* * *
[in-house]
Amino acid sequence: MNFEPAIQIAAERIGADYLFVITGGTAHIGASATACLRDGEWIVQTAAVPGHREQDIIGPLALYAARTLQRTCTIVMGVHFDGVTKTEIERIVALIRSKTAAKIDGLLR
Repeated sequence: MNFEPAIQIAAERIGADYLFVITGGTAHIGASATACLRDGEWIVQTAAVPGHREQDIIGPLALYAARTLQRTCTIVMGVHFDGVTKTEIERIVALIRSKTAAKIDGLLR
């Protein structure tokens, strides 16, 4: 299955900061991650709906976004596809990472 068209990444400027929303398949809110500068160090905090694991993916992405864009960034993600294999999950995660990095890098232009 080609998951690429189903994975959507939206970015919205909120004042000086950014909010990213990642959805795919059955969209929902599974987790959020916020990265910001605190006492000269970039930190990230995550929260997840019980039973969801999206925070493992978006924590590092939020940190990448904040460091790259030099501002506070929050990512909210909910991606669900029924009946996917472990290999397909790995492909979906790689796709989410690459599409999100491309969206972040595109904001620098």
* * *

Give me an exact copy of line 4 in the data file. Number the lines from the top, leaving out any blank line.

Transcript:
């Protein structure tokens, strides 16, 4: 299955900061991650709906976004596809990472 068209990444400027929303398949809110500068160090905090694991993916992405864009960034993600294999999950995660990095890098232009 080609998951690429189903994975959507939206970015919205909120004042000086950014909010990213990642959805795919059955969209929902599974987790959020916020990265910001605190006492000269970039930190990230995550929260997840019980039973969801999206925070493992978006924590590092939020940190990448904040460091790259030099501002506070929050990512909210909910991606669900029924009946996917472990290999397909790995492909979906790689796709989410690459599409999100491309969206972040595109904001620098």